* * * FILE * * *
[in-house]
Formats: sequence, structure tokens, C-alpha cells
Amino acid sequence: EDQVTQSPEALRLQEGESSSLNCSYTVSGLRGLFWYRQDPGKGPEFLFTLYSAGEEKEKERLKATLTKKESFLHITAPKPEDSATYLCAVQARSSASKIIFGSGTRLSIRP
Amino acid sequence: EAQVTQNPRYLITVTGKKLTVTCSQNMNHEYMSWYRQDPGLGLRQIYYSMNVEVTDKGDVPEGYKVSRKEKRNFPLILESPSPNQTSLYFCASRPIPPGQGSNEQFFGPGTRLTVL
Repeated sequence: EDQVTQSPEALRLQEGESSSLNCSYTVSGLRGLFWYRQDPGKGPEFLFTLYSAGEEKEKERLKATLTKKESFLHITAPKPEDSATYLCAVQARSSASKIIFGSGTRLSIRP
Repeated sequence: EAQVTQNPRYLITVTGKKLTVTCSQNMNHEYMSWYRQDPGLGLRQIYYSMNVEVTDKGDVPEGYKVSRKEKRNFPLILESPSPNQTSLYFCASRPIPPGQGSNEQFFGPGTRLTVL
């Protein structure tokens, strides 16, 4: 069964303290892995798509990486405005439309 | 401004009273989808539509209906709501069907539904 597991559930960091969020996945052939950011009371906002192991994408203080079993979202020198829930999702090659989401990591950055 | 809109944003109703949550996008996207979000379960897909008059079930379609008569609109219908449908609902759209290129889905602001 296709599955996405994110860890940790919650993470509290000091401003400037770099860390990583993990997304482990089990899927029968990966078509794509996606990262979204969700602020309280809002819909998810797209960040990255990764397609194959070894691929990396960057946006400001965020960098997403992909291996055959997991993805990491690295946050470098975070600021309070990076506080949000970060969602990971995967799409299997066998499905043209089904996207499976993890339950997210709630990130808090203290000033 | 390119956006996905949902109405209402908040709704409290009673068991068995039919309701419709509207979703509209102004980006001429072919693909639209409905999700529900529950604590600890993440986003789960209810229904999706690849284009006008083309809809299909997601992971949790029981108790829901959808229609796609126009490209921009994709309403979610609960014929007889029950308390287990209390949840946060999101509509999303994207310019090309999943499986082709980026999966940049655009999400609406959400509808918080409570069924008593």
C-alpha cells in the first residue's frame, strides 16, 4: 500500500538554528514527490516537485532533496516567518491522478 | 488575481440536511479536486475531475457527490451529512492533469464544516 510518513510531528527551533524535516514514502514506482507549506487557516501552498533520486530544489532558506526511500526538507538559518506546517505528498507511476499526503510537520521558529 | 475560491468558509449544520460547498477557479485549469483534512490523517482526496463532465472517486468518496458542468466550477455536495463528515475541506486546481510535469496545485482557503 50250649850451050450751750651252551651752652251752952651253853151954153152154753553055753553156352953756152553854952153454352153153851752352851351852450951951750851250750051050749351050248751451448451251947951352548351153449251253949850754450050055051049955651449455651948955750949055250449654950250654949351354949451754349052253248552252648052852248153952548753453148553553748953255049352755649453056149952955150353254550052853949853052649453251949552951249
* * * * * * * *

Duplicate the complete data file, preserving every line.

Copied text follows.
[in-house]
Formats: sequence, structure tokens, C-alpha cells
Amino acid sequence: EDQVTQSPEALRLQEGESSSLNCSYTVSGLRGLFWYRQDPGKGPEFLFTLYSAGEEKEKERLKATLTKKESFLHITAPKPEDSATYLCAVQARSSASKIIFGSGTRLSIRP
Amino acid sequence: EAQVTQNPRYLITVTGKKLTVTCSQNMNHEYMSWYRQDPGLGLRQIYYSMNVEVTDKGDVPEGYKVSRKEKRNFPLILESPSPNQTSLYFCASRPIPPGQGSNEQFFGPGTRLTVL
Repeated sequence: EDQVTQSPEALRLQEGESSSLNCSYTVSGLRGLFWYRQDPGKGPEFLFTLYSAGEEKEKERLKATLTKKESFLHITAPKPEDSATYLCAVQARSSASKIIFGSGTRLSIRP
Repeated sequence: EAQVTQNPRYLITVTGKKLTVTCSQNMNHEYMSWYRQDPGLGLRQIYYSMNVEVTDKGDVPEGYKVSRKEKRNFPLILESPSPNQTSLYFCASRPIPPGQGSNEQFFGPGTRLTVL
């Protein structure tokens, strides 16, 4: 069964303290892995798509990486405005439309 | 401004009273989808539509209906709501069907539904 597991559930960091969020996945052939950011009371906002192991994408203080079993979202020198829930999702090659989401990591950055 | 809109944003109703949550996008996207979000379960897909008059079930379609008569609109219908449908609902759209290129889905602001 296709599955996405994110860890940790919650993470509290000091401003400037770099860390990583993990997304482990089990899927029968990966078509794509996606990262979204969700602020309280809002819909998810797209960040990255990764397609194959070894691929990396960057946006400001965020960098997403992909291996055959997991993805990491690295946050470098975070600021309070990076506080949000970060969602990971995967799409299997066998499905043209089904996207499976993890339950997210709630990130808090203290000033 | 390119956006996905949902109405209402908040709704409290009673068991068995039919309701419709509207979703509209102004980006001429072919693909639209409905999700529900529950604590600890993440986003789960209810229904999706690849284009006008083309809809299909997601992971949790029981108790829901959808229609796609126009490209921009994709309403979610609960014929007889029950308390287990209390949840946060999101509509999303994207310019090309999943499986082709980026999966940049655009999400609406959400509808918080409570069924008593």
C-alpha cells in the first residue's frame, strides 16, 4: 500500500538554528514527490516537485532533496516567518491522478 | 488575481440536511479536486475531475457527490451529512492533469464544516 510518513510531528527551533524535516514514502514506482507549506487557516501552498533520486530544489532558506526511500526538507538559518506546517505528498507511476499526503510537520521558529 | 475560491468558509449544520460547498477557479485549469483534512490523517482526496463532465472517486468518496458542468466550477455536495463528515475541506486546481510535469496545485482557503 50250649850451050450751750651252551651752652251752952651253853151954153152154753553055753553156352953756152553854952153454352153153851752352851351852450951951750851250750051050749351050248751451448451251947951352548351153449251253949850754450050055051049955651449455651948955750949055250449654950250654949351354949451754349052253248552252648052852248153952548753453148553553748953255049352755649453056149952955150353254550052853949853052649453251949552951249